Prom Dresses: Schools Have To Enforce Standards Because Parents Won't

With all due respect to my blogging sister Jenna over at High Gloss and Sauce,  someone  should be policing prom fashion because clearly some parents have fallen down on the job.

And if that someone happens to be a principal, dance chaperone or other duly appointed  adult it doesn't make them skeezy; it makes them responsible.

The fact that a principal has to measure----let's let that sink in----actually measure the hemline on a prom dress because the parent(s) either don't have enough common sense (or decency) to cover their daughter is now a sad fact of our modern culture.

How do I know?

I know because I've seen the dresses that are being sewn at my neighborhood  seamstress.

And when I say dresses, I mean material that sewn together to make modern day fig leaves.

I was in her shop last week saw a dress on a mannequin and stopped in my tracks.  After giving the dress the once over, I asked her where the rest of the dress was.  She replied that the young woman's mother saw the design and signed off on it's construction.

I don't blame the seamstress.  She's a talented business woman and prom season is a huge revenue stream.  She doesn't dictate the taste of her patrons.

Yet when I asked her if she thought the dresses that she sews were appropriate for high school aged girls, she just smiled.

She once again mentioned that the parent(s) not only sign off on the designs but pay her fee.

She also mentioned that in some instances a few mothers indicated that bodices weren't plunging enough or slits weren't high enough.


Seeing that some parents have missed the boat on the prom dress front, it seems up to the school to enforce a standard.

Just because your parent(s) okays a dress doesn't mean that it will get you inside of the dance.

Help the kids understand it by looking at the scores of adults that are being taken to task by their employers because of their social media usage.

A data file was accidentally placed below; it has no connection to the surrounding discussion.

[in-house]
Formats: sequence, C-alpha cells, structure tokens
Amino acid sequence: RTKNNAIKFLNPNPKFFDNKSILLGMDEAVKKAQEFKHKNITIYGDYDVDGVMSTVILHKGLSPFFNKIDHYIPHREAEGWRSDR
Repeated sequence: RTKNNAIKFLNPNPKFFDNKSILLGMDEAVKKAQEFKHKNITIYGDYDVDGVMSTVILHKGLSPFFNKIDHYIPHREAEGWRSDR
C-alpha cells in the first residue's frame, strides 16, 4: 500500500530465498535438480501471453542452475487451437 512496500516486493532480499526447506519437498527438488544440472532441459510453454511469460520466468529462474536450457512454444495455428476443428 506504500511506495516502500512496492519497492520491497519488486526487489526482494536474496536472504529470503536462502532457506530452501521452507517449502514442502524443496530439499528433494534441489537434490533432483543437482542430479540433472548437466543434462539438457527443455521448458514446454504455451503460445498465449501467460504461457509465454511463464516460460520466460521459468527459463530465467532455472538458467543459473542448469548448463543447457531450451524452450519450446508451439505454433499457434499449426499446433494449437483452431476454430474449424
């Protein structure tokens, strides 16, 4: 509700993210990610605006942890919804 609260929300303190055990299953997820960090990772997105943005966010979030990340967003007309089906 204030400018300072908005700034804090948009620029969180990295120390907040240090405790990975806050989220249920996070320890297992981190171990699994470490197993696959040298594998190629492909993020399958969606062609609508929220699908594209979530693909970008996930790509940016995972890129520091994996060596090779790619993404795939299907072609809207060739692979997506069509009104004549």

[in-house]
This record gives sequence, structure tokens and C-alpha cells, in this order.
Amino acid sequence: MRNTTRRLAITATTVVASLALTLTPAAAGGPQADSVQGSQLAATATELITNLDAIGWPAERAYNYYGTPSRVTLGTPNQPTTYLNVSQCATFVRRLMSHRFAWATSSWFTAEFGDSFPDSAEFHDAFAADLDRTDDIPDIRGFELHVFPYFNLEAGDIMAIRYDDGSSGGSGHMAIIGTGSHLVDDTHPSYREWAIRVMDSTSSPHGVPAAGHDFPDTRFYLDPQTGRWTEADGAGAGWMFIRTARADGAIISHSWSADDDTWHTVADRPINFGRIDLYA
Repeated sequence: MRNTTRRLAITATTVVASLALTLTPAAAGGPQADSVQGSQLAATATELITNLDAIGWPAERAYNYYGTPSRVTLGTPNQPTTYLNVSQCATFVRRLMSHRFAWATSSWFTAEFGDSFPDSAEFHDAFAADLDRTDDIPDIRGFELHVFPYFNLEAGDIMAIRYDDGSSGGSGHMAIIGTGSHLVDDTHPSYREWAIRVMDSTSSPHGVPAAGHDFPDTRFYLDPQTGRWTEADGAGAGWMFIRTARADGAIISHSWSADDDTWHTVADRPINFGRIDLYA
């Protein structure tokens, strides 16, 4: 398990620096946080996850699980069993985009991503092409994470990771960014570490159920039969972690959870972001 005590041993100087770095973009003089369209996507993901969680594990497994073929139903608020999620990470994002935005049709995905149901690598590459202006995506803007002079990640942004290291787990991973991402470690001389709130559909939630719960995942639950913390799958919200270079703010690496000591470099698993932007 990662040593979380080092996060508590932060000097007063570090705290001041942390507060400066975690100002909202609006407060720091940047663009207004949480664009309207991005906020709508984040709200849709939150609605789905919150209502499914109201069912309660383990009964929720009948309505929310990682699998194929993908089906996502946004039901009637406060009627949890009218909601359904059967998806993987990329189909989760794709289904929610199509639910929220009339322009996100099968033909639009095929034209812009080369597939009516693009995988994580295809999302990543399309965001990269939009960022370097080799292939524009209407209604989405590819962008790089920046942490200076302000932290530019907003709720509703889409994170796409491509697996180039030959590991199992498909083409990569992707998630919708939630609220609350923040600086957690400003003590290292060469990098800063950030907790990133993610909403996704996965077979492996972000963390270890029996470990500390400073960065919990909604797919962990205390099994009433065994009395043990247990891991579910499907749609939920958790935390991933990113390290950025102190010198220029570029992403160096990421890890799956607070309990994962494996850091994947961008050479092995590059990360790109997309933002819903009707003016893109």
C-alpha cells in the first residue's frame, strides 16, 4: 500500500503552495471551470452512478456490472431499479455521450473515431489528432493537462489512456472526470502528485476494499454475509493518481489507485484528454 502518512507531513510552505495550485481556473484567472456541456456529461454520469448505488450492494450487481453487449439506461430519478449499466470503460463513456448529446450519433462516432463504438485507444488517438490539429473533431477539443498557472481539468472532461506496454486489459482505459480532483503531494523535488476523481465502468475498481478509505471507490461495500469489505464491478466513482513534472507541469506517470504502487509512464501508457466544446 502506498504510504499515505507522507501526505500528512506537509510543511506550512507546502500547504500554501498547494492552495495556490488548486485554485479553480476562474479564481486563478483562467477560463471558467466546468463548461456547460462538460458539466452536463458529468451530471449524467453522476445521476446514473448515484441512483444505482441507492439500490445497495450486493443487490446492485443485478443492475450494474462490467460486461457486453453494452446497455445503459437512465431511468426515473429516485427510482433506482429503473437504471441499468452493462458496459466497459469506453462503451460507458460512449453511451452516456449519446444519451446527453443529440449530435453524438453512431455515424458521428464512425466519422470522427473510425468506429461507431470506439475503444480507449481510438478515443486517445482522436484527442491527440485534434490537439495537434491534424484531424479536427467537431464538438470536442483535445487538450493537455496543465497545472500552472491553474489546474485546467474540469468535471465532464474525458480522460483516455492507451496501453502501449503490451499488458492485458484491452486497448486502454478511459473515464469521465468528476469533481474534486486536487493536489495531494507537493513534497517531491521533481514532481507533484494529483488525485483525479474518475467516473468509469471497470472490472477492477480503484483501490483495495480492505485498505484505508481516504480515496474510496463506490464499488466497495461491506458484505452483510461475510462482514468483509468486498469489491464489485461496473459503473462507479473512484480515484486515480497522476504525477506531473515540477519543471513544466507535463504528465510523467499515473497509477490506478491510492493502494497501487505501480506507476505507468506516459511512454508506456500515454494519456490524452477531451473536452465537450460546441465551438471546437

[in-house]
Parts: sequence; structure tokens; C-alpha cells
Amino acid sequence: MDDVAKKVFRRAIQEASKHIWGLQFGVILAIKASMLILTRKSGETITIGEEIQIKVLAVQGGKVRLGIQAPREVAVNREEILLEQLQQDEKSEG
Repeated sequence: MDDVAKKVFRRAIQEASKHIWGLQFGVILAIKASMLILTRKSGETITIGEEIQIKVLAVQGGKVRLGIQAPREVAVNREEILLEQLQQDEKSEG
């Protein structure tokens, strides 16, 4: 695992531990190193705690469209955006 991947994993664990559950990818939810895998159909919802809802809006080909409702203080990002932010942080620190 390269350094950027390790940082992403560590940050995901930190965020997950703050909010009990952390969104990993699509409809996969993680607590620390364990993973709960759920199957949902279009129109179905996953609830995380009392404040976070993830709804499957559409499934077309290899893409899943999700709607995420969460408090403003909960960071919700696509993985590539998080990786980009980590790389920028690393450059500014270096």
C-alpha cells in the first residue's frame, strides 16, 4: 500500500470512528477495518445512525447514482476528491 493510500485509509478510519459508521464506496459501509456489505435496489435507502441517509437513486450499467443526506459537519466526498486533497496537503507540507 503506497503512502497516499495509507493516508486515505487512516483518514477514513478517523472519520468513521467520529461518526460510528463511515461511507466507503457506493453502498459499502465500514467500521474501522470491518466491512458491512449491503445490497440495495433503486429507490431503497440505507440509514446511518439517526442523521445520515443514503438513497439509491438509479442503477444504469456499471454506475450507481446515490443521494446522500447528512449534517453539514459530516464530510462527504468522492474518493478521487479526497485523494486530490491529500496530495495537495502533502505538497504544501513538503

Yes, everyone has a first amendment right to free speech but your employers don't have to keep you as an employee if your views are in sharp contrast to theirs or causes embarrassment/public backlash to the company.  If young ladies (or in some cases gentlemen) don't like the rules enacted by their individual school or school district, they don't have to attend the prom.

If time, circumstance & finances allow perhaps they, their parents and other like minded individuals should get together and have their own formal event.  That way they can dress as questionable or inappropriate as they want without worrying about those pesky school rules.

This isn't about being prudish or puritanical---it's about learning life lessons early.  You can't always do (or wear) what you want.  You can't always offer your opinion without some consequences.

It's about learning the difference between the things you can do and the things you should do.

I think some Secret Service agents are learning that life lesson right now.

Asking for a young woman's dress to actually have a skirt, bodice and back isn't wrong.

Trust me, you'll have the rest of your life to dress is short skirts & barely there dresses.

Just don't do it at prom.






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  • I think its a combination of problems...we have seniors that are 18,19 d@mn near 20...we have younger parents..barely in their 40's..then you have peer pressure,over inflated self-indulgence & oh yeah...everyone is now a 'star'..

  • Joe,
    I fully expect children to want to push the envelope. Hell, I wanted blue/black hair when I was in high school. But here's the difference, my mother said "NO!" That was it---end of story. Parents don't parent. It seems that they want their kids to be their friends and in order to keep their friendship they give in to the most outlandish requests.